I'm in no way even 1% as qualified as R' Teitz to reply on that subject.
 First, I appreciate the original poster's efforts to bring it to our
attention; I think things like this are just the type of thing we should
be talking about.

Second, I have to admit that I think there's one good thing about that
"Sanhedrin's" effort: Somebody's trying to figure out a way to break
through this problem on agunot.  (And of course, "Shalom Bayis" [sic.
Big time, sic . . . Big time, sick, too] is trying to be creative about
making it harder!)
 I guess I just feel like there are remedies in halacha, and that if the
community were serious about this, we could make life miserable for men
who refuse to give gittin, within the halacha, and without coersion.
But evidently what we're doing now, so far, hasn't been working, so
halachically, we need to be more creative.  If this Silver Spring
group's idea is excessive, and it certainly seems to be, then let's see
what else we can think of.  What we need is "thinking outside the box,
but inside the halacha."

Hoping for an end to pain ben adam l'chavero (between people),
Steve White


From: <EDTeitz@...> (Eliyahu Teitz)
Date: Thu, 31 Aug 1995 12:16:39 -0400
Subject: Re: Grammar

While we are on s grammar roll, I'd like to put in a few comments.

A person who reads the Torah is 'the Master of the Reading', or Ba'al K'riah,
not Ba'al Koreh, which might mean a husband or master who reads.  Similarly
for one who blows the shofar, a Ba'al T'kiah, and not Ba'al Toke'ah.

Eliyahu Teitz


From: Andrew Marc Greene <amgreene@...>
Date: Thu, 31 Aug 1995 16:16:15 -0400
Subject: Halacha and Morality

It seems to me that the Gemara makes a distinction between what is legal
under the halachic system and what is the proper thing to do. There are
several places (no exact citations at hand, I'm afraid) where we find
the expression "One who does such-and-such, the sages are displeased
with him" which we take to mean that although the given action is valid,
it is not considered proper.

Similarly, near the end of the first chapter of Kiddushin the Rabbis
spend some time talking about "the righteous person who is not good" and
"the evil person who is not bad", where they distinguish between
observance of the laws and ethical behaviour.

Sorry that I don't have more specific citations handy....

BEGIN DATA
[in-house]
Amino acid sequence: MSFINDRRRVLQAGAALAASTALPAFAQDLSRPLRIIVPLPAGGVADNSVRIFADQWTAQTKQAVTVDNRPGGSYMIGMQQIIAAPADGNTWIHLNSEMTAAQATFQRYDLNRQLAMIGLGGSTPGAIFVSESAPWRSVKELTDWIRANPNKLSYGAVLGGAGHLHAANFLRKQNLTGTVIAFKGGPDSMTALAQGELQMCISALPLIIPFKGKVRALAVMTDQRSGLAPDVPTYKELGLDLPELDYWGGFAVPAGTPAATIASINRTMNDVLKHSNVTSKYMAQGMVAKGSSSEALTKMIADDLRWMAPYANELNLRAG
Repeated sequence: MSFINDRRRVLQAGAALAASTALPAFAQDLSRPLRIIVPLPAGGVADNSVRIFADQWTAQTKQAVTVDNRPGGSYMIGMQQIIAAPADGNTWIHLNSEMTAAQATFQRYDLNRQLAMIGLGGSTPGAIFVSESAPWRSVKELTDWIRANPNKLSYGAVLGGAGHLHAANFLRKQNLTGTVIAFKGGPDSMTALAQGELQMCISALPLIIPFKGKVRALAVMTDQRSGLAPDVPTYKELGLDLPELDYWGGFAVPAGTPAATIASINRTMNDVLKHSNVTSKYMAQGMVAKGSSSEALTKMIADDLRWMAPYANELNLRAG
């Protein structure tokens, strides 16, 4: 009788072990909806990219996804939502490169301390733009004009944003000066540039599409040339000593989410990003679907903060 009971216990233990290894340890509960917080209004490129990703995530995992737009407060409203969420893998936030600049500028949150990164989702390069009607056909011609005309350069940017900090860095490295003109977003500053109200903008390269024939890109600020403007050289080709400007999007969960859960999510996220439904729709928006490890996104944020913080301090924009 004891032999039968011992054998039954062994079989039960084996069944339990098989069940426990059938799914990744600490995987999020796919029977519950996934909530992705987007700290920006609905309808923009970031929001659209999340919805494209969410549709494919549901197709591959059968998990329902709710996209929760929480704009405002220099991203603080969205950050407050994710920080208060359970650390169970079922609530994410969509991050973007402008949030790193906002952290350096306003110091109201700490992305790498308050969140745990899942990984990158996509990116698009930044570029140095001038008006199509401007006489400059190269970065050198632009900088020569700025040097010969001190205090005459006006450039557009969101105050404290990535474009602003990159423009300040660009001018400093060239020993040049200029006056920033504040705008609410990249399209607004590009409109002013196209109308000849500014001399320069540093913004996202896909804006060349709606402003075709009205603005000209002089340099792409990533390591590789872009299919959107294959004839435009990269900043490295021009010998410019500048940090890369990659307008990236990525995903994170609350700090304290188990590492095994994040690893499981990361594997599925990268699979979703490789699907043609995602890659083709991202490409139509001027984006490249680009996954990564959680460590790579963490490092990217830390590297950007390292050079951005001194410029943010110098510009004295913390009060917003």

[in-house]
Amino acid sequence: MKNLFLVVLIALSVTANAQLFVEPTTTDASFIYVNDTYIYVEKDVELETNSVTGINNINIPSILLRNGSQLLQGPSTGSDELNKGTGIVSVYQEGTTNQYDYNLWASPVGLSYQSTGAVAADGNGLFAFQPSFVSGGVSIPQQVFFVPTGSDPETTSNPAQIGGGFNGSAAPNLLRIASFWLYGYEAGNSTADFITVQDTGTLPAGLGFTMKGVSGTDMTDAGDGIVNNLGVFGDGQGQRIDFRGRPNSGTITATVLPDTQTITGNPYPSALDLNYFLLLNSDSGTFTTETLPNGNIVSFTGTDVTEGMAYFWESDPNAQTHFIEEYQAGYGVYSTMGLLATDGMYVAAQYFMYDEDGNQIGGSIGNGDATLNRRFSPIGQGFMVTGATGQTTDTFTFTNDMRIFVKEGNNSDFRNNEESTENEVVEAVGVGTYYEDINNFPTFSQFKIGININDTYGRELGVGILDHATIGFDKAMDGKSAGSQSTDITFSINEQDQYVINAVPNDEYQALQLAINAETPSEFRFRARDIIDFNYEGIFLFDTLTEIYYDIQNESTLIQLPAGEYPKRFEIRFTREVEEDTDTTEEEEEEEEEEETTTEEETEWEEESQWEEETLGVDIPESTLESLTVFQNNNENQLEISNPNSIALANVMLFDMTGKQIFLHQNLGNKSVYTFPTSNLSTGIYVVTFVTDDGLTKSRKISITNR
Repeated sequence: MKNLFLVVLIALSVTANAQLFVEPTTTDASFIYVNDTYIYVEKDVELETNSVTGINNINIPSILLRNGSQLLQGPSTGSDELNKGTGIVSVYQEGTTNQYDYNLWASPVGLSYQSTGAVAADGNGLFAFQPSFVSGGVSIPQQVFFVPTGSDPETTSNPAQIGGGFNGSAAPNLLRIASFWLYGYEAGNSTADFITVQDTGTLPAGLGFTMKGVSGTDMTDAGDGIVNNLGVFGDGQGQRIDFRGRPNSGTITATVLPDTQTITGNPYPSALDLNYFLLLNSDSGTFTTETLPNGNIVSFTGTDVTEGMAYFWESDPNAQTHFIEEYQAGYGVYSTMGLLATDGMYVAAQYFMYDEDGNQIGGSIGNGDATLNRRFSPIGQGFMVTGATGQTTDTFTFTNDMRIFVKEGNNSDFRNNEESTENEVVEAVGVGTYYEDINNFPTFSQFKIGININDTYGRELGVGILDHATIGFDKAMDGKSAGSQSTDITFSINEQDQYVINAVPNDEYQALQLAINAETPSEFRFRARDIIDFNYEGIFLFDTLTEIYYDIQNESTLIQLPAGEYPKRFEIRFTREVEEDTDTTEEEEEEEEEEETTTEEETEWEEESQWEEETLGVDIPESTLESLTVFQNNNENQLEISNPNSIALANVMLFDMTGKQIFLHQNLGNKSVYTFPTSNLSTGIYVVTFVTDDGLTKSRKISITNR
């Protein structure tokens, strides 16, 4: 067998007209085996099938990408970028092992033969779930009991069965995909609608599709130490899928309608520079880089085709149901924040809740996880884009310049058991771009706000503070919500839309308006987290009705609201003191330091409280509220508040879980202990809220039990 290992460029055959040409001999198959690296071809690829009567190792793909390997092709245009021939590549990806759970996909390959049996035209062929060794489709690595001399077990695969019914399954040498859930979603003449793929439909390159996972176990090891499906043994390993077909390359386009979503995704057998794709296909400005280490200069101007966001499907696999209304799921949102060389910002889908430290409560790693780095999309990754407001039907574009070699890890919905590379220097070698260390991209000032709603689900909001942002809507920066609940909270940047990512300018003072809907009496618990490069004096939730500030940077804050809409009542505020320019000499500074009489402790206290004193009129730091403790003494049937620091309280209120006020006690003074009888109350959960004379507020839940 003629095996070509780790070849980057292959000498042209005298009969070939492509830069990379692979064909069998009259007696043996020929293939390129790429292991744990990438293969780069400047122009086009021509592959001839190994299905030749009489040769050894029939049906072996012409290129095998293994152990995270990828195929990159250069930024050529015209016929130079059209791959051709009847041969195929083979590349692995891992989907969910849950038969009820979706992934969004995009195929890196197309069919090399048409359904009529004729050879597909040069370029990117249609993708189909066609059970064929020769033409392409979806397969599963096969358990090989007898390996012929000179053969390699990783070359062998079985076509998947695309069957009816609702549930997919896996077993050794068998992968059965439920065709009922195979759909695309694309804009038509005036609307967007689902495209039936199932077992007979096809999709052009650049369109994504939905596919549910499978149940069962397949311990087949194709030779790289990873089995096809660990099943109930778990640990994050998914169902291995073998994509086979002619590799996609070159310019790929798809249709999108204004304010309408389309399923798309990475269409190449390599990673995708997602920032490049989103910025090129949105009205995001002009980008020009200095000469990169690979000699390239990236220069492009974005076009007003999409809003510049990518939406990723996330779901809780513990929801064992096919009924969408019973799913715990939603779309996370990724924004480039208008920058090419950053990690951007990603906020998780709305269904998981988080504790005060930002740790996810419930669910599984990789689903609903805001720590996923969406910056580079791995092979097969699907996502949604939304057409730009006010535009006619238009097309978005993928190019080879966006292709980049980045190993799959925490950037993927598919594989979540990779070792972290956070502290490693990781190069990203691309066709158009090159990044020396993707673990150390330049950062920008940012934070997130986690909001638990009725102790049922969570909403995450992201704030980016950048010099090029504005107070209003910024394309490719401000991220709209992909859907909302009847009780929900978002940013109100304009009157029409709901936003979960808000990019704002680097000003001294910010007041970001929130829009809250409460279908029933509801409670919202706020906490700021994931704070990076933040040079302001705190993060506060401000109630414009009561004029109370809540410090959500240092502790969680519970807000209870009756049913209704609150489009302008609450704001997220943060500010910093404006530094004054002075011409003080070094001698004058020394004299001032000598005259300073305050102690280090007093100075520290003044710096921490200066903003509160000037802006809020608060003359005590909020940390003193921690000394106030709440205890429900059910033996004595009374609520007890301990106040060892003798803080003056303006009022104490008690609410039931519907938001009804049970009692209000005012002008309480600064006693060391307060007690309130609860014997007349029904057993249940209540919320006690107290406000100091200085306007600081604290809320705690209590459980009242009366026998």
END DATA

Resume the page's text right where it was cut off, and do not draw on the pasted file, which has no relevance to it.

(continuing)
Andrew M. Greene   <amgreene@...>   http://www.mit.edu:8001/people/amgreene


From: <turkel@...> (Eli Turkel)
Date: Thu, 31 Aug 95 13:09:05 -0400
Subject: Kavanah or Minyan

    Let me point out that the tension between kavanah and minyan was one
of the main contriversies between the hasidim and mitnagdim. The
mitnagdim stressed keeping all the laws of Shulcahn Arukh concerning
davening even if it resulted in a lose of kavannah. The hasidim stressed
kavanaqh more and so were willing to daven at odd hours, with singing
and dancing, less decour and many other practices that they felt
enhanced kavannah. In some hasidic circles it is standard practice for
the rebbe to daven by himself and not with a minyan or perhaps only join
the minyan at the Torah reading.



From: <CHIHAL@...> (Yeshaya Halevi)
Date: Sat, 2 Sep 1995 23:37:39 -0400
Subject: Kidushin for K'tanot

          The problem of some fathers abusively using their halachic
right to marry off a daughter under the age of 12 and 1/2, but not
divulge the name of the putative husband, is still present.  I would
like to know if the following idea can be used to nullify that halachic
right and save little girls from being declared agunot (deserted wives).
           (A) The Torah says a father can not sell his daughter into
           (B) The action of marrying off a daughter but not divulging
the name of the putative husband is absolutely child abuse.
           (C) It is a known fact that abused children have a far higher
likelihood of being sexually promiscuous and even becoming prostitutes.
            Ergo, the father is directly contributing to the act of
making his daughter into a harlot, which the Torah forbids.
            Therefore, the father has no right to marry off his daughter
in an abusive manner because it leads to harlotry.
             I welcome comments.


From: <adina@...> (Carl Sherer)
Date: Wed, 30 Aug 95 7:42:40 IDT
Subject: Kippah at the Place of Employment

Stuart Greenberg asks:
> What are the halachic requirments for an orthodox ashkanazic jew to wear a
> kippah at the place of employment.

See Iggros Moshe Orach Chaim Vol.4 No.2 in which Rav Moshe Feinstein
zt"l permitted going to work without a kippah in certain circumstances.

-- Carl Sherer
	Adina and Carl Sherer
		You can reach us both at: